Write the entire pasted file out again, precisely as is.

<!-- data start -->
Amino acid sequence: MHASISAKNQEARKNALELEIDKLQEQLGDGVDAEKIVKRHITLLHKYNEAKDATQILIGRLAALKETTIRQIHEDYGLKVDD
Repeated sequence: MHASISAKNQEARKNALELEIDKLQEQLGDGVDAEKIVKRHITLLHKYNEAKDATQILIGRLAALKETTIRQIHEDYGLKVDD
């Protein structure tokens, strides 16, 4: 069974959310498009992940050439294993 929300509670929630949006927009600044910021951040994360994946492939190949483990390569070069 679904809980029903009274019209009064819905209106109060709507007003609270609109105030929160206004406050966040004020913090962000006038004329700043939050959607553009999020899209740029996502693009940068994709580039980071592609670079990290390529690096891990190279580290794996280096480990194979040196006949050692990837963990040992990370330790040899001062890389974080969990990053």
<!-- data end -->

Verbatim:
Amino acid sequence: MHASISAKNQEARKNALELEIDKLQEQLGDGVDAEKIVKRHITLLHKYNEAKDATQILIGRLAALKETTIRQIHEDYGLKVDD
Repeated sequence: MHASISAKNQEARKNALELEIDKLQEQLGDGVDAEKIVKRHITLLHKYNEAKDATQILIGRLAALKETTIRQIHEDYGLKVDD
């Protein structure tokens, strides 16, 4: 069974959310498009992940050439294993 929300509670929630949006927009600044910021951040994360994946492939190949483990390569070069 679904809980029903009274019209009064819905209106109060709507007003609270609109105030929160206004406050966040004020913090962000006038004329700043939050959607553009999020899209740029996502693009940068994709580039980071592609670079990290390529690096891990190279580290794996280096480990194979040196006949050692990837963990040992990370330790040899001062890389974080969990990053």